Zimbardo argued that the prisoners had internalized their roles, since, even though some had stated that they would accept “parole” even if it would mean forfeiting their pay, they did not quit when their parole applications were all denied. Zimbardo argued they had no reason for continued participation in the experiment after having lost all monetary compensation, yet they did, because they had internalized the prisoner identity.

Prisoner No. 416, a newly admitted stand-by prisoner, expressed concern over the treatment of the other prisoners. The guards responded with more abuse. When he refused to eat his sausages, saying he was on a hunger strike, guards confined him to “solitary confinement,” a dark closet: “The guards then instructed the other prisoners to repeatedly punch on the door while shouting at 416.” The guards stated that he would be released from solitary confinement only if the prisoners gave up their blankets and slept on their bare mattresses, which all but one refused to do.

Zimbardo aborted the experiment early when Christina Maslach, a graduate student in psychology whom he was dating (and later married), objected to the conditions of the prison after she was introduced to the experiment to conduct interviews. Zimbardo noted that, of more than fifty people who had observed the experiment, Maslach was the only one who questioned its morality. After only six days of a planned two weeks’ duration, the Stanford prison experiment was discontinued.[ii]

Following the Stanford Prison Experiment, Zimbardo wanted to continue his research into the dark side of human psychology to decipher under what conditions “it” can be uncaged. His next big opportunity came a decade ago, in April 2004, while on a business trip to Washington, DC. That’s when he saw the American television show 60 Minutes airing images taken from the Abu Ghraib prison in Iraq of naked detainees forced to simulate fellatio in front of mocking US soldiers. Other prisoners were unclothed and made to lie atop each other; a female soldier was seen leading a naked Iraqi around like a dog, complete with leash and collar, and electric wires were attached to a hooded inmate who was balancing on a small box. Later, it was learned that this type of torture had become sexualized and included examples of a male prisoner being sodomized by a guard using a chemical light and a female prisoner being raped. While Americans were aghast at the images and information, Zimbardo had seen such sadism before, right there at Stanford University years earlier, where his undergraduates had forced fellow students to simulate sodomy, among other things. Although Zimbardo’s “guards” knew their classmates had actually done nothing to deserve the maltreatment, he later wrote, “some…were transformed into perpetrators of evil,” illustrating that “most of us can undergo significant character transformations when we are caught up in the crucible of social forces.”[iii]

In January 2008, Random House published Zimbardo’s impressive yet chilling study on the subject in a book titled The Lucifer Effect: Understanding How Good People Turn Evil. In it, Zimbardo, who was called as an expert psychologist to testify during the trial of one of the Abu Ghraib guards, dismantled what happened at that military facility while also reflecting on his earlier Stanford experiment to conclude that wherever conditions allow for what he calls “deindividualization,” the foundations for the towers of evil are laid and a line between good and evil can be crossed in nearly any heart.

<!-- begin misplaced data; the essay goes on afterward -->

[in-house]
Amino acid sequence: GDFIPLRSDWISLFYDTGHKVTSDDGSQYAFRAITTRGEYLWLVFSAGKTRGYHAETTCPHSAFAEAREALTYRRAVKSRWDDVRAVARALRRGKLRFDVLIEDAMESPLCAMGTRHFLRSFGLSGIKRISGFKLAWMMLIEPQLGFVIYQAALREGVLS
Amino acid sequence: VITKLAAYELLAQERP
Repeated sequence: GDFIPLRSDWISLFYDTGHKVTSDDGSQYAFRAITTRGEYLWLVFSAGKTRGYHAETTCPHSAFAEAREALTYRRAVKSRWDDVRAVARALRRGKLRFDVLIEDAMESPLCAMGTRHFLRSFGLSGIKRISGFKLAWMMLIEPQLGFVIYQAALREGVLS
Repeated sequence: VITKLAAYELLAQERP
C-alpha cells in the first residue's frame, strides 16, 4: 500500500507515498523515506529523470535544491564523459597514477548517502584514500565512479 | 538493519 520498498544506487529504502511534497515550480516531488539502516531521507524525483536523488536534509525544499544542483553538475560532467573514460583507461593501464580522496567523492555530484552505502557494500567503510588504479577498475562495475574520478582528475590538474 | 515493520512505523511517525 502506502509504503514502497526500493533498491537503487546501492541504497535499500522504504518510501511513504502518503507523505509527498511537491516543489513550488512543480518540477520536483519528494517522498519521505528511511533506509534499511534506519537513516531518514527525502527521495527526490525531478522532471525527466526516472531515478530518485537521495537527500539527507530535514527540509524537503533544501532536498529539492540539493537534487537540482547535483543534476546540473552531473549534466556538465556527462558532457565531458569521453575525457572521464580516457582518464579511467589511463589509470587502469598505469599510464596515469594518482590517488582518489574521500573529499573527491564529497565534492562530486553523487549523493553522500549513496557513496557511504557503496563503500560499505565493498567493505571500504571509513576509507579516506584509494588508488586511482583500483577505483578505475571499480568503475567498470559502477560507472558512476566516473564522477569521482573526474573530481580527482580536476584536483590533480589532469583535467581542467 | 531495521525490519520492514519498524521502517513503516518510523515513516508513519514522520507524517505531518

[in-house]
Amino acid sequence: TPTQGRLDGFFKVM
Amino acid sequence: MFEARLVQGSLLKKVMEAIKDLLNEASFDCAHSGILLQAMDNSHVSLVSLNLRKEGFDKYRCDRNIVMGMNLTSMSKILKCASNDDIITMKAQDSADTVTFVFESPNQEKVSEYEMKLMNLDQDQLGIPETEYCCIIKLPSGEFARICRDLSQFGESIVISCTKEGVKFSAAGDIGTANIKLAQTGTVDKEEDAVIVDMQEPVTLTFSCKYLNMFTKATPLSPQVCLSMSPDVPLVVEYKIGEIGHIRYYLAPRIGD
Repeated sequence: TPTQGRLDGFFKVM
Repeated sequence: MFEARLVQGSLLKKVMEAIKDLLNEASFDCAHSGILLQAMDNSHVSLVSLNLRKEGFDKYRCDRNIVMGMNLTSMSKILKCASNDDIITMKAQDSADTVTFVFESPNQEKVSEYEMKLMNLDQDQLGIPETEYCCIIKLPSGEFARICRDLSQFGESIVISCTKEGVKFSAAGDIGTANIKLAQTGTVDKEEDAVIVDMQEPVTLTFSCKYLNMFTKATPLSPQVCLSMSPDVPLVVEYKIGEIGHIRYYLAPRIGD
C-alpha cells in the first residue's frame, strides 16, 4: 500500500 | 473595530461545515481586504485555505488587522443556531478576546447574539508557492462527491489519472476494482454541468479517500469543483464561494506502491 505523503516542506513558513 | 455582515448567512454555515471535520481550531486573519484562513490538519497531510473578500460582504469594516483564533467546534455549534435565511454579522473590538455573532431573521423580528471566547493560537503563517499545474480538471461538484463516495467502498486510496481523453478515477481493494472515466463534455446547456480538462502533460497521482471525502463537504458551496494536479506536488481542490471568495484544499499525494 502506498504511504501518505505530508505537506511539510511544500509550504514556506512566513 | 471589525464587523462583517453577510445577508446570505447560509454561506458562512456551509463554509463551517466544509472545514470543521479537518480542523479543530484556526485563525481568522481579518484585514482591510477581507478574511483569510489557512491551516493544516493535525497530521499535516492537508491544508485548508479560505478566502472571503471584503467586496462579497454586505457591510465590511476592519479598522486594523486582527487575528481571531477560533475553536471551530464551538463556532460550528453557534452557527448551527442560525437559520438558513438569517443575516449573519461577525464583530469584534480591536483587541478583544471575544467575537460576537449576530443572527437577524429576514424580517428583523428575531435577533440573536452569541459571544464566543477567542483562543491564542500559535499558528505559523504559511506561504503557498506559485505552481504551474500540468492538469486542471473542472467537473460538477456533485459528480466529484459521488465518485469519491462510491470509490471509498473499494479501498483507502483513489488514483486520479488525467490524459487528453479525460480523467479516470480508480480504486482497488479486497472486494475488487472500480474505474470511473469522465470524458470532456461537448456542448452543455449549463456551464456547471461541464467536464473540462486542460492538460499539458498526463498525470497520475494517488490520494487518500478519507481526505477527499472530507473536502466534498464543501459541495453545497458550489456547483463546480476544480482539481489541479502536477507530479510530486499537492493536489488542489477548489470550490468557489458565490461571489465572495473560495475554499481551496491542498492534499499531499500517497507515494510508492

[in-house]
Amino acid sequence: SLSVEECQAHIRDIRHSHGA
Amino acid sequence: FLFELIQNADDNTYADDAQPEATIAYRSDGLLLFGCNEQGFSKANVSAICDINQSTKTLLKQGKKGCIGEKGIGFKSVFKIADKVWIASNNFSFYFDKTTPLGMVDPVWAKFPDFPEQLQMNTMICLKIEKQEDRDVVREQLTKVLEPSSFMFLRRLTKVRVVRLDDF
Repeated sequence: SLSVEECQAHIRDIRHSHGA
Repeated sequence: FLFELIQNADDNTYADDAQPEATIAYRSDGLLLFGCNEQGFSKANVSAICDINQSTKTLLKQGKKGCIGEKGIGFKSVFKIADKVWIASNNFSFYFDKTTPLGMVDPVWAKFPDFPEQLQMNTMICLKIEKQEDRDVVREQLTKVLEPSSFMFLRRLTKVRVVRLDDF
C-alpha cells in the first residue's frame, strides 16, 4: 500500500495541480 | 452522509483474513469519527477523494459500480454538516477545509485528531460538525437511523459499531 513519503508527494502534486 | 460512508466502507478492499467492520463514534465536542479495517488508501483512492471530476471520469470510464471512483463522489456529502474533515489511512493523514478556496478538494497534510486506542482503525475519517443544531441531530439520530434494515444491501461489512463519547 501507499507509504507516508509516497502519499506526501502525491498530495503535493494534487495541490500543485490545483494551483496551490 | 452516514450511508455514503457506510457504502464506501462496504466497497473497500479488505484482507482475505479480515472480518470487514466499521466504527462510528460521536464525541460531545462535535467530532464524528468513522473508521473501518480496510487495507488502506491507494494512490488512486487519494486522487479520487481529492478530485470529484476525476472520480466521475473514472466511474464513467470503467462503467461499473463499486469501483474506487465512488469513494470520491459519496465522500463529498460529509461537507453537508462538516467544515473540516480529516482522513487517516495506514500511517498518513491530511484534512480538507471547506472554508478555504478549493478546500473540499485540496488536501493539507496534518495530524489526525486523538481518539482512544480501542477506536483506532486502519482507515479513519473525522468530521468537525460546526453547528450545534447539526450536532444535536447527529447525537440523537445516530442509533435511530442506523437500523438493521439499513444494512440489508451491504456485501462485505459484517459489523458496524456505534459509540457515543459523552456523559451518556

Interestingly, Zimbardo actually drew parallels between his findings and the biblical story of the fall of that once-powerful angel named Lucifer:

According to various scenarios of early Christian Church Fathers (from Cyprus, Armenia, Greece, and France), Lucifer was God’s favorite angel.… His sin, and the origin of his transformation into the Devil, stems from his envy of man and disobedience to God… Apparently a cosmic battle ensued in which…Lucifer and the fallen angels were cast out of heaven into Hell. Lucifer is transformed into Satan, the Devil, following his fall from grace.… Thus, “The Lucifer Effect” represents this most extreme transformation imaginable from God’s favorite Angel into the Devil. My work has focused on lesser transformations of human character not as dramatic as this one, in which ordinary, even good people begin to engage in bad deeds, for a short time or longer, that qualify as “evil.”[iv]

Zimbardo goes on to describe how, given the right situational conditions, ordinary persons can be transformed from good to evil and will proceed to engage in malevolent activity, even to the point of setting aside “personal attributes of morality, compassion, or sense of justice and fair play.”[v]

Of course, what Zimbardo’s research reflects was revealed beforehand in the Bible: “The [unredeemed] heart is deceitful above all things, and desperately wicked” (Jer. 17:9). Given these facts about fallen human nature, is it much of a stretch to imagine the role the Lucifer Effect will play in the lead-up to the war on truly born again believers by Antichrist and his religious "Christian" followers?


Footnotes:

[i] Alastair Leithead, “Stanford Prison Experiment Continues to Shock,” BBC News, August 17, 2011, http://www.bbc.co.uk/news/world-us-canada-14564182.

[ii] “Stanford Prison Experiment,” Wikipedia,http://en.wikipedia.org/w/index.php?title=Stanford
_prison_experiment&oldid=605102500 (accessed April 21, 2014).

[iii] Edward Marriott, “Torture as Second Nature,” April 28, 2007, http://www.theguardian.com/books/2007/apr/29/politics1.

[iv] Philip Zombardo, “Who Was Lucifer and How Did He Become the Devil,” Lucifer Effect, http://www.lucifereffect.com/lucifer.htm.

[v] Ibid.